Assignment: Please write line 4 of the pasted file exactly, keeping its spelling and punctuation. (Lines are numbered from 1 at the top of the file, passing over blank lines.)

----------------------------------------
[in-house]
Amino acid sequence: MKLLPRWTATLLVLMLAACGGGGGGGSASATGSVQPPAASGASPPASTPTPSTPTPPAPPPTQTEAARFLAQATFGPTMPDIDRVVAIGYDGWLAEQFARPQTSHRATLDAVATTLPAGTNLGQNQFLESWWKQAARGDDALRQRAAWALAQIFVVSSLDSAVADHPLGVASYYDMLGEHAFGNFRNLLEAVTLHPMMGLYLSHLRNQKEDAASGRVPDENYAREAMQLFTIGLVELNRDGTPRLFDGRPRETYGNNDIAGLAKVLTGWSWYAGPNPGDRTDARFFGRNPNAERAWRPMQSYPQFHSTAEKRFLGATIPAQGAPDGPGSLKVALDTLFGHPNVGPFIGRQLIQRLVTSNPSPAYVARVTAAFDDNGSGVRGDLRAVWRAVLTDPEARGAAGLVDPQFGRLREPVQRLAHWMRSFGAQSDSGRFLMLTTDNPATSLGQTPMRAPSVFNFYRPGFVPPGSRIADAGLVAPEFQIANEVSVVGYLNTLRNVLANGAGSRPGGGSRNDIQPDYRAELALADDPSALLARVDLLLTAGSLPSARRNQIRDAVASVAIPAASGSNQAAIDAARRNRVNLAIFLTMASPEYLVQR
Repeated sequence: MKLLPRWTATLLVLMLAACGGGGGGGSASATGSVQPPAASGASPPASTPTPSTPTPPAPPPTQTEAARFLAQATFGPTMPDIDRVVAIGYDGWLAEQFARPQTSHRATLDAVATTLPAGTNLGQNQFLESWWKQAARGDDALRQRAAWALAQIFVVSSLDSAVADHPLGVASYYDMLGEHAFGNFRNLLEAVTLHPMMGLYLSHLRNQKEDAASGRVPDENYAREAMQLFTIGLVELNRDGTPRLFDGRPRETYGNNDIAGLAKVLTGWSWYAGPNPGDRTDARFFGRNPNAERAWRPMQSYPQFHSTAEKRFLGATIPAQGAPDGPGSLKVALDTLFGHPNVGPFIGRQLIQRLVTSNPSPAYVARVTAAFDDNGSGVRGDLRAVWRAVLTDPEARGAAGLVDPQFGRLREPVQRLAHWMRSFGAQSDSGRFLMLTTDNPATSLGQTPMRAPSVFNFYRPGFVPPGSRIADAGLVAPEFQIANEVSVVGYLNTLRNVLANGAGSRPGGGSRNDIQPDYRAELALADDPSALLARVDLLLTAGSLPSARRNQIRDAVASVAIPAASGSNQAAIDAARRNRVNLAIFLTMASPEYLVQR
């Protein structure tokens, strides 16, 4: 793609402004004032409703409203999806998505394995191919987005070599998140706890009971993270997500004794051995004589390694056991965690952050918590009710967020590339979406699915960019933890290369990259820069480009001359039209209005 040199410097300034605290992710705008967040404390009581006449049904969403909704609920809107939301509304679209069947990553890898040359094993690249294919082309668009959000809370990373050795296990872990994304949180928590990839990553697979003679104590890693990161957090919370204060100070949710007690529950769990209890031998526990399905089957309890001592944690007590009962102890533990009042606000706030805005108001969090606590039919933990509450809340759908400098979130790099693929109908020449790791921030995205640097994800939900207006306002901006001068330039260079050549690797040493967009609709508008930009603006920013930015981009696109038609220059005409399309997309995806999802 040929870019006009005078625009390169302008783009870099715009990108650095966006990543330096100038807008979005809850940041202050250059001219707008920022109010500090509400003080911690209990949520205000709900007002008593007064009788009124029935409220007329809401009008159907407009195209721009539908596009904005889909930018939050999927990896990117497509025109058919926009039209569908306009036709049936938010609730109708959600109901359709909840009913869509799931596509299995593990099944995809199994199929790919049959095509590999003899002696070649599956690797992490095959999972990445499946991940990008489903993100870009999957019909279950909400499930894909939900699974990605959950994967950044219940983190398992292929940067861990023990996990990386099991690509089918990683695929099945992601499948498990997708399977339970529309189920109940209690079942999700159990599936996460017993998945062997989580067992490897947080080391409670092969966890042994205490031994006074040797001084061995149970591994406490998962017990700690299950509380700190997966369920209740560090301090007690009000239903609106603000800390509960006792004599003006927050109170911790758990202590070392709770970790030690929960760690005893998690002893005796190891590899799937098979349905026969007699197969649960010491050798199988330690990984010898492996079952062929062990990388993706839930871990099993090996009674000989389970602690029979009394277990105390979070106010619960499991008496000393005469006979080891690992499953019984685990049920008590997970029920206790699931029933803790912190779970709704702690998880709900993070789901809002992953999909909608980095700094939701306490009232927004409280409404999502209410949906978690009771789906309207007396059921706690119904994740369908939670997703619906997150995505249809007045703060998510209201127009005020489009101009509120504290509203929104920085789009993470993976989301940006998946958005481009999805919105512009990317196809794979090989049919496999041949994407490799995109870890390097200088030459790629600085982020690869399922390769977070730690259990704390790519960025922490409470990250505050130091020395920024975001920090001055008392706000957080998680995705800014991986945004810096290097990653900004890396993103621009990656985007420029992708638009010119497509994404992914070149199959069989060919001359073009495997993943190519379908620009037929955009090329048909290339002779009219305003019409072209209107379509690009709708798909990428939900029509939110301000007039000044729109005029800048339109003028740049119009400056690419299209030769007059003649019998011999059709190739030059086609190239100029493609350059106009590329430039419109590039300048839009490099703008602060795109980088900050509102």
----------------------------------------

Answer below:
């Protein structure tokens, strides 16, 4: 793609402004004032409703409203999806998505394995191919987005070599998140706890009971993270997500004794051995004589390694056991965690952050918590009710967020590339979406699915960019933890290369990259820069480009001359039209209005 040199410097300034605290992710705008967040404390009581006449049904969403909704609920809107939301509304679209069947990553890898040359094993690249294919082309668009959000809370990373050795296990872990994304949180928590990839990553697979003679104590890693990161957090919370204060100070949710007690529950769990209890031998526990399905089957309890001592944690007590009962102890533990009042606000706030805005108001969090606590039919933990509450809340759908400098979130790099693929109908020449790791921030995205640097994800939900207006306002901006001068330039260079050549690797040493967009609709508008930009603006920013930015981009696109038609220059005409399309997309995806999802 040929870019006009005078625009390169302008783009870099715009990108650095966006990543330096100038807008979005809850940041202050250059001219707008920022109010500090509400003080911690209990949520205000709900007002008593007064009788009124029935409220007329809401009008159907407009195209721009539908596009904005889909930018939050999927990896990117497509025109058919926009039209569908306009036709049936938010609730109708959600109901359709909840009913869509799931596509299995593990099944995809199994199929790919049959095509590999003899002696070649599956690797992490095959999972990445499946991940990008489903993100870009999957019909279950909400499930894909939900699974990605959950994967950044219940983190398992292929940067861990023990996990990386099991690509089918990683695929099945992601499948498990997708399977339970529309189920109940209690079942999700159990599936996460017993998945062997989580067992490897947080080391409670092969966890042994205490031994006074040797001084061995149970591994406490998962017990700690299950509380700190997966369920209740560090301090007690009000239903609106603000800390509960006792004599003006927050109170911790758990202590070392709770970790030690929960760690005893998690002893005796190891590899799937098979349905026969007699197969649960010491050798199988330690990984010898492996079952062929062990990388993706839930871990099993090996009674000989389970602690029979009394277990105390979070106010619960499991008496000393005469006979080891690992499953019984685990049920008590997970029920206790699931029933803790912190779970709704702690998880709900993070789901809002992953999909909608980095700094939701306490009232927004409280409404999502209410949906978690009771789906309207007396059921706690119904994740369908939670997703619906997150995505249809007045703060998510209201127009005020489009101009509120504290509203929104920085789009993470993976989301940006998946958005481009999805919105512009990317196809794979090989049919496999041949994407490799995109870890390097200088030459790629600085982020690869399922390769977070730690259990704390790519960025922490409470990250505050130091020395920024975001920090001055008392706000957080998680995705800014991986945004810096290097990653900004890396993103621009990656985007420029992708638009010119497509994404992914070149199959069989060919001359073009495997993943190519379908620009037929955009090329048909290339002779009219305003019409072209209107379509690009709708798909990428939900029509939110301000007039000044729109005029800048339109003028740049119009400056690419299209030769007059003649019998011999059709190739030059086609190239100029493609350059106009590329430039419109590039300048839009490099703008602060795109980088900050509102």